14(f) Repeal’s Worst Victim? Mahbubnagar!

Telangana to lose by 14f deletion!

By Nalamotu Chakravarthy

In order to quell 1973’s violent Jai Andhra movement for a separate State, Prime Minister Indira Gandhi’s Congress Government reached an agreement with the leaders of Andhra Pradesh. That agreement is often called the Six-Point Formula.

As part of that agreement, six new zones were defined. Each zone had a set of districts. Zone 1: Srikakulam, Vizianagaram, and Visakhapatnam, Zone 2: East Godavari, West Godavari, and Krishna, Zone 3: Guntur, Prakasham and Nellore, Zone 4: Chittoor, Cuddapah, Anantapur, and Kurnool, Zone 5: Adilabad, Karimnagar, Warangal, and Khammam, Zone 6: Ranga Reddy, Nizamabad, Mahbubnagar, Medak, and Nalgonda.

Hyderabad district was categorized separately as it was the State capital.

In the 6-point formula’s zonal agreement, 80% of Class-IV government jobs were reserved to those from their respective native districts. 70% of the non-gazetted posts were reserved for locals of each native zone, and similarly 60% of gazetted posts were reserved for locals of the native zone.

6-Point formula did not apply to certain government posts and these were detailed in Section 14 of the agreement. These included posts in the Secretariat, offices of the Heads of Department, and posts in other State level offices or institutions. Lastly, clause 14(f) excluded police officer posts, hired under the Hyderabad City Police Act, from the agreement.

This 14(f) clause has become a bone of contention over the past several years. The arrangement to allow candidates from all districts of the State to apply for police jobs in the capital city is not unusual. For example, Delhi police recruits from all the states in the country. Its 2009 recruitment notice said: “Recruitment will be held at Delhi for which candidates from all parts of the country…can apply”.

Separatist leaders claimed that opening up of Hyderabad posts to all districts in the State has resulted in jobs being looted by other regions of the State. They have instigated students against the government and people from other regions of the State. ‘14F’ became a rallying call for the students.

So, let us see if the repeal of 14(f) actually benefits those hailing from Nizam districts.

Andhra Pradesh police department, in 2005, compiled a list of police constables working in Hyderabad, but are not natives of the city. They’ve identified a total of 2869 candidates and here is their split by district- Srikakulam: 140, Vizianagaram: 23, Visakhapatnam: 23, East Godavari: 104, West Godavari: 97, Krishna: 113, Guntur: 247, Prakasam: 356, Nellore: 30, Chittoor: 53, Anantapur: 51, Kurnool: 128, Kadapa: 96, Mahabubnagar: 459, Nalgonda: 251, Ranga Reddy: 347, Medak: 125, Nizamabad: 37, Adilabad: 10, Karimnagar: 33, Warangal: 99, Khammam: 47.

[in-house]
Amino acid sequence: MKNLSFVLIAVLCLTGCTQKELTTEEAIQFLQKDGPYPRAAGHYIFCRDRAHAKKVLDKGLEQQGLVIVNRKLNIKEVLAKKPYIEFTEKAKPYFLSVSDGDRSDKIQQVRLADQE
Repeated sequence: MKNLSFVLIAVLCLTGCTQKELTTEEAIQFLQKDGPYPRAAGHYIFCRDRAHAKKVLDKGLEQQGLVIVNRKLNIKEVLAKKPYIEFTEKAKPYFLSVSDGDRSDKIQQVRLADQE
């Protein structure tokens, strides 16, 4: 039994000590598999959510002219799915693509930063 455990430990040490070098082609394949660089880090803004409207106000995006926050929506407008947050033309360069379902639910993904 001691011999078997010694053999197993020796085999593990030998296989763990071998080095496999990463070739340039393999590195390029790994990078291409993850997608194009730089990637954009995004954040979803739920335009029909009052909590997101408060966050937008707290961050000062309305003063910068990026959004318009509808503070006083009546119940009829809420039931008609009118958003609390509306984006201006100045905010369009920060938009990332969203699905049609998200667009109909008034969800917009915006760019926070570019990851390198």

If you group these posts by regions- Kosta: 1133 (39%), Rayalaseema: 358 (12%), Nizam: 1408 (49% ).

Now, let us see the percentage population of these regions excluding Hyderabad- Kosta: 44%, Rayalaseema: 19%, Nizam: 38%.

What does this indicate? Nizam region (excluding Hyderabad), despite having 38% population availed 49% of the police constable jobs, whereas Kosta with 44% of the population availed 39% and Rayalaseema with 19% of the population availed 12% of the non-local police constable jobs.

One may argue that with the repeal of 14(f), all the jobs will now go to Hyderabad citizens. However, Hyderabad today is a cosmopolitan city with residents from all regions of the State and all parts of the country living in it. So, jobs in Hyderabad will be availed by people of all regions living in the city and not necessarily from a particular region.

Government of Andhra Pradesh recently issued a notification for the hiring of 2,643 police constables in the city. If past trends were to hold good in the current recruitment phase, who are the worst affected by the repeal of 14(f)? The rural unemployed youth of Mahbubnagar, followed by Prakasam, Ranga Reddy and Nalgonda! These are the four districts that sent highest number of non-locals to the Hyderabad Police Department.

Interestingly, past efforts by the police department to recruit constables from Hyderabad were partially successful. Hyderabadi’s are not interested in taking up constable jobs, when there are less risky and more lucrative jobs available in the city. It is the rural unemployed that are keen on taking up these jobs. Our politicians in their infinite wisdom have fought hard to deny these employment benefits to our rural poor and underprivileged.

As long as our creator continues to shower our leaders with this kind of wisdom, we can be rest assured of our third world country status.